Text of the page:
After six hours of labor and about an hour of the final brews simmering and allowing the flavors to gain depth, I could tell Ludo was eager as ever to fully experience Mole and Pipian Zacatecano in all its bounty with its time-honored sides: Garlic-Tomato Fried Arrozito and crisp-tender marinated Nopalitos (cactus).

Mole, Nopalitos and Arrozito: The Heart, Body and Soul of Zacatecano Cooking

All and all, it was an absolute pleasure to share a piece of my rich edible heritage with Chef Ludo...and to watch him swoon to my mom's and my cooking.

my mom and ludo
My Mom and Ludo: Two Serious Cooks


weezermonkey said...

So awesome. The pic of Ludo with your mom is adorable. :)

B Merrick said...

What a wonderful read and even more exciting moment to share with your mom!

Unknown said...

Thanks Javier for sharing your family and culture with Ludo. He is always so hungry to learn new things. I think if he could just travel & learn and serve food for free his life would be complete. We would be homeless, but he would very very very happy. Thanks

MyLastBite said...

Fantastic! I hope we get to taste at Ludo Bites!

Anonymous said...

I love chef Ludo as well as Mole. This was a great story. I like your writing style. Do you have the recipe. I've made mole a few times and usually have to use several recipes to get what I want. Your family's recipe sounds fantastic just by the ingredients alone. Thank you for sharing your experience.

Rose said...

What an incredible experience for both your family and for Ludo!! Wow!

Gastronomer said...

Good times, Jav! Can't wait to see how this translates to Ludo Bites 3.0. Bet it's gonna be awesome.

chubbychinesegirl said...

Muy lindo Post!... home cooking from our grandmas and mamas are the best aren't they? The food looks amazing!!!

I saw him on top chef masters, and he was doing food at this Cube place in LA, so when I went last time, I wanted to go try, but it wasn't offered that week =(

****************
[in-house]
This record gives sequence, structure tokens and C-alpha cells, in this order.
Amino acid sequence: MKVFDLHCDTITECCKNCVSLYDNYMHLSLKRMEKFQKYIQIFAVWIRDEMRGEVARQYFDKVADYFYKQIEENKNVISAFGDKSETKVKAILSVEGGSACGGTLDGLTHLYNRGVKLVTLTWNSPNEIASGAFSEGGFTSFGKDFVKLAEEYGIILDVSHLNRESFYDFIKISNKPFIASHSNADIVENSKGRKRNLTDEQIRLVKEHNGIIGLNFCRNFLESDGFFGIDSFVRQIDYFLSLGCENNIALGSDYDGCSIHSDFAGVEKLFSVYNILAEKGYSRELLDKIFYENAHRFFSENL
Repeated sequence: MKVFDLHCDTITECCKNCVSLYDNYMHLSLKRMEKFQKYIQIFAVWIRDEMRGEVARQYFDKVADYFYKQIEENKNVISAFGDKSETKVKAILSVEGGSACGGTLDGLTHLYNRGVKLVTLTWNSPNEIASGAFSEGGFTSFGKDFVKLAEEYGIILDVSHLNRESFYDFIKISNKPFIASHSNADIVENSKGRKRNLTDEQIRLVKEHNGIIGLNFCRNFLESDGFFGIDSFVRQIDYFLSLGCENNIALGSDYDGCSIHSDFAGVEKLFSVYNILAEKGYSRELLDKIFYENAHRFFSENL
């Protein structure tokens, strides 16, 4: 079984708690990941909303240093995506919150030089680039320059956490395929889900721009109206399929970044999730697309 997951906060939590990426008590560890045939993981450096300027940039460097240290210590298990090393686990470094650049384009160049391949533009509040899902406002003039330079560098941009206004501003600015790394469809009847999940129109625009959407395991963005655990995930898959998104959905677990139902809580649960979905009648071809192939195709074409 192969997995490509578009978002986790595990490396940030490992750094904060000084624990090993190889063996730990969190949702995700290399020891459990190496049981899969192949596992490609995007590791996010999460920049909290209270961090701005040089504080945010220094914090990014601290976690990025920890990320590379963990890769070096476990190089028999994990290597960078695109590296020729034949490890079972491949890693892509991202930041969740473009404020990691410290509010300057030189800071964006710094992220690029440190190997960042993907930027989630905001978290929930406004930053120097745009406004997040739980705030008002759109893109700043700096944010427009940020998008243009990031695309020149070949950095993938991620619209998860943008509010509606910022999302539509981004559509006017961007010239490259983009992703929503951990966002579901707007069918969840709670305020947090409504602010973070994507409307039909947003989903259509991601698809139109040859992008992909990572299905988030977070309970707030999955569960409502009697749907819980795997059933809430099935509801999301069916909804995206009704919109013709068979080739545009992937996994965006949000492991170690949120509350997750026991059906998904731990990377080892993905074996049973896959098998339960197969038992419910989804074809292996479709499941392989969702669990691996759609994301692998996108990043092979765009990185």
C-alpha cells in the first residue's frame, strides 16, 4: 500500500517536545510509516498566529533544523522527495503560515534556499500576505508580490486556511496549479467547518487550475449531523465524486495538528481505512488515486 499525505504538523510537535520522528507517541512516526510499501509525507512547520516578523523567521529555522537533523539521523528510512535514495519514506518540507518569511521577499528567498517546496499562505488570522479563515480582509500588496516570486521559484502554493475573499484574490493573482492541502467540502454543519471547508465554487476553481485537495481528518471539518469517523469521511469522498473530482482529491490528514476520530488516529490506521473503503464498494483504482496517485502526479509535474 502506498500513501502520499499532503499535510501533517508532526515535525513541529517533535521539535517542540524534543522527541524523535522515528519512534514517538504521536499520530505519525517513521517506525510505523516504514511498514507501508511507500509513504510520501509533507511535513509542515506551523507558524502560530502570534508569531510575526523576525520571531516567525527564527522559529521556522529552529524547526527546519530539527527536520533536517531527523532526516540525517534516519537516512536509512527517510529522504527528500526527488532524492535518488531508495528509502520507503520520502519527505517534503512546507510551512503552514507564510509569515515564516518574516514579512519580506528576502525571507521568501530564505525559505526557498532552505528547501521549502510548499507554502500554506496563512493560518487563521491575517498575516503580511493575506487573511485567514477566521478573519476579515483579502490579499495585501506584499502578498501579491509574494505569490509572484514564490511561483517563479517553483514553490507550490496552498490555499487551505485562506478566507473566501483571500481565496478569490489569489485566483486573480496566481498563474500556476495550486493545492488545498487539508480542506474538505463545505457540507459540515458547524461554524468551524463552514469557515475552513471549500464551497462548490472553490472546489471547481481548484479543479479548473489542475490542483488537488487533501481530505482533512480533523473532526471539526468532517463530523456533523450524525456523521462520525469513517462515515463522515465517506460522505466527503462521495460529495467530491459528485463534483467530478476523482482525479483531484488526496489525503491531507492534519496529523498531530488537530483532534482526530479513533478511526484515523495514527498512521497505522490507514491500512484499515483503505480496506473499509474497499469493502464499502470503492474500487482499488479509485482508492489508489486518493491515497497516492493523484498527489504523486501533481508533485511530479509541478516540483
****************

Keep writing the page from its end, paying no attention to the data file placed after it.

Evelina said...

Thanks for sharing this awesome experience! I really enjoyed the write up!

And the food looks so good! *drool!

Jay said...

Nice post. Looks like veryone had fun and good food as well.

Food GPS said...

Good job of capturing what was a no-doubt awesome experience. That's great that you got to share your family's food and passion with Ludo. I'll be on the lookout for mole on the LudoBites menu in December.

gourmetpigs said...

yikes about your sis' blender! But looks like you guys had a blast and I can't wait to see what Ludo will use it for.

mattatouille said...

that's a great photo of Ludo haha. no recipe for us readers?

Nastassia Johnson said...

I want to take a cooking lesson like that! looks tasty if you ever have left overs send them my way =)

Clementina said...

Dios mio de mi vida, Javier!
I saw the episode with you and Andrew Zimmern, and guess what, muchachito, blogging about food must run through our veins, because my parents are Zacatecanos, too!
With just a few variations, my mother made mole just like your mom's. The only reason why I haven't posted the recipe is because of my sisters. For them, giving away the recipe is like giving away the family jewels, but I think that I will declare to the world that a simple mole a lo zacatecano is nothing short of delicioso.
Cuidate, y un fuerte saludo to your madrecita, and to you, of course!
"A Little Cup of Mexican Hot Chocolate"

ShowShanti said...

Going to the source! Great story, what an honor to tap into your family's heritage and kitchen!

Mark Olivas said...

post the recipe.
thanks in advance.

Kung Food Panda said...

Awesome stuff Javier! Great job with the mole Ludo. And we must not forgot, Javier's mom for her awesome cooking skills!

tallnoe said...

Fabulous post and so glad that you were able to share your information!!

And then that we are able to partake at LudoBites!

I echo what Evelina said about the food - I am currently starving. :D

Exile Kiss said...

Hi Teenage Glutster,

Very nice! Congrats on teaching Chef Ludo about Mole! That's so awesome. :)

Miss Koslow said...

This is a really sweet post. Great story, Javier!